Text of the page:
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The Honolulu Advertiser
Posted on: Wednesday, September 30, 2009

Teachers' contract leaves keiki behind

By David Shapiro

Schools Superintendent Patricia Hamamoto, who is more than a month into the school year without a budget, had little choice but to hammer out a labor deal with the teachers' union that brings some certainty to the Department of Education's planning.

But her explanation was puzzling on why she favored a furlough plan that closes schools 17 days a year instead of a straight pay cut that wouldn't have reduced instruction.

Hamamoto said furloughs are better for teachers because the 7.9 percent salary loss is temporary and doesn't reduce base pay, while pay cuts that would have averted school closings are more permanent and "hard to come back from" in future negotiations.

So here's the question: If the union's primary concern is what's best for teachers and management's primary concern is what's best for teachers, who is looking out for what's best for students, their parents and the community at large?

It appears our keiki, the No. 1 stakeholders in the school system, weren't even represented at the bargaining table and that's the root reason our schools are forever near the bottom of national performance ratings.

Hawai'i public schools aren't run primarily for the benefit of the kids, but for the benefit of adults who feed off the school system and derive power from it.

The teachers' contract seems intended to maximize the hurt on students and their parents in order to bring pressure on the Legislature to raise taxes and give teachers their money back.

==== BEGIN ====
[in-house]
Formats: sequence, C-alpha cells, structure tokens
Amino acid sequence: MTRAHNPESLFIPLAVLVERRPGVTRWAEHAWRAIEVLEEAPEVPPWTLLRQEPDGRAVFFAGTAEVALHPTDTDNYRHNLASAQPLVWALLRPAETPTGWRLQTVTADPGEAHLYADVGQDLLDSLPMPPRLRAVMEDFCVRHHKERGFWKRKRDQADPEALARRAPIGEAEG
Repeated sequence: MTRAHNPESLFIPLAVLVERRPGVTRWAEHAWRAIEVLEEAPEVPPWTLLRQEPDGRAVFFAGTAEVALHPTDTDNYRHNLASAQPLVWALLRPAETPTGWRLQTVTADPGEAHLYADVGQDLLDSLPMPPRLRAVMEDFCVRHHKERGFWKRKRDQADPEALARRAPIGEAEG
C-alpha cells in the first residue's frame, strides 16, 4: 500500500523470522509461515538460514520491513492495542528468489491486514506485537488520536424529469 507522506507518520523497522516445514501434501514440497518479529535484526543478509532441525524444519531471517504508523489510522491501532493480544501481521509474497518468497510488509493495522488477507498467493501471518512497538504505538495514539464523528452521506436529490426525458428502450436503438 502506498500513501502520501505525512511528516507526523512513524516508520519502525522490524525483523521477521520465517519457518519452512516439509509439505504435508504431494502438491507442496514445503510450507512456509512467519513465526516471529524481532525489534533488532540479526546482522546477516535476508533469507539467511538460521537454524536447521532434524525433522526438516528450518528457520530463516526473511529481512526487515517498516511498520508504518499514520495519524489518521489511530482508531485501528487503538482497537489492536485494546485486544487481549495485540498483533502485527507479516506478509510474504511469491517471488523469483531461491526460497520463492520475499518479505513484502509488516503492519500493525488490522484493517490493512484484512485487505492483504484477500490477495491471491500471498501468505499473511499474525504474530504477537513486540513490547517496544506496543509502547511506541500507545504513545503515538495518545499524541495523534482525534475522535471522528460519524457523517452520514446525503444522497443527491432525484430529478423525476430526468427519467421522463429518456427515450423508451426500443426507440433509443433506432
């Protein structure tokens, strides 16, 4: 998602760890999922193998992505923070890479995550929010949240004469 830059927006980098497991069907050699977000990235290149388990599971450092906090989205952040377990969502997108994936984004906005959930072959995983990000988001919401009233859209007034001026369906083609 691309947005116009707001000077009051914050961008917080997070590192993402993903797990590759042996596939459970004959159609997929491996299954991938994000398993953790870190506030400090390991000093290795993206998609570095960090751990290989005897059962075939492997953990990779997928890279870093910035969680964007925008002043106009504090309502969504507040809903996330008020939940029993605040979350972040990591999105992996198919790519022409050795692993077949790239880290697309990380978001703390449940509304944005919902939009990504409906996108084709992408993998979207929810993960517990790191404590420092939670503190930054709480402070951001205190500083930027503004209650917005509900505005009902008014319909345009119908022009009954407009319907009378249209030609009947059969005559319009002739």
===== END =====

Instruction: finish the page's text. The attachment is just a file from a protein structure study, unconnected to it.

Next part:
Not only were furloughs favored over a straight pay cut that would have minimized the impact on learning, but all 17 "Furlough Fridays" targeted instruction days while leaving untouched teacher preparation days when there are no classes.

As a result, a salary reduction of less than 8 percent translates to a nearly 9.5 percent loss in the 180 instruction days for students who are already lagging peers in most other states in reading, math and science.

How can we have so little conscience that we risk the life prospects of a generation of children for the sake of political leverage? Some in the DOE seem relieved to have a ready excuse for poor future showings in national achievement tests.

Teachers are mostly a dedicated group who are by no means overpaid. They are often pawns just like the students in the political jockeying between the governor, the Board of Education, the unions and the Legislature.

Nobody can take pleasure from seeing them have to take pay cuts, but teachers and other public workers are not a privileged class immune from the grim economic forces that workers in the private sector have been dealing with for more than a year.

There's no logical reason why pay cuts for teachers have to mean less education for students. Many private-sector workers have taken pay cuts in some cases well over 7.9 percent yet few of their companies suspended customer service two days a month.

Trying to force a tax increase to reverse pay cuts for public workers asks private-sector workers who have already suffered layoffs, pay cuts and loss of hours in their own jobs to sacrifice even more so government workers don't have to sacrifice at all.

The teachers' contract isn't a signal that we have to raise taxes to give teachers their money back. It's a sign that Hawai'i has hit rock bottom on public education, and it's time to nuke this hopelessly failing system and rebuild it piece by piece.

Who among our respected community leaders will have the courage to step up for our keiki and make it happen?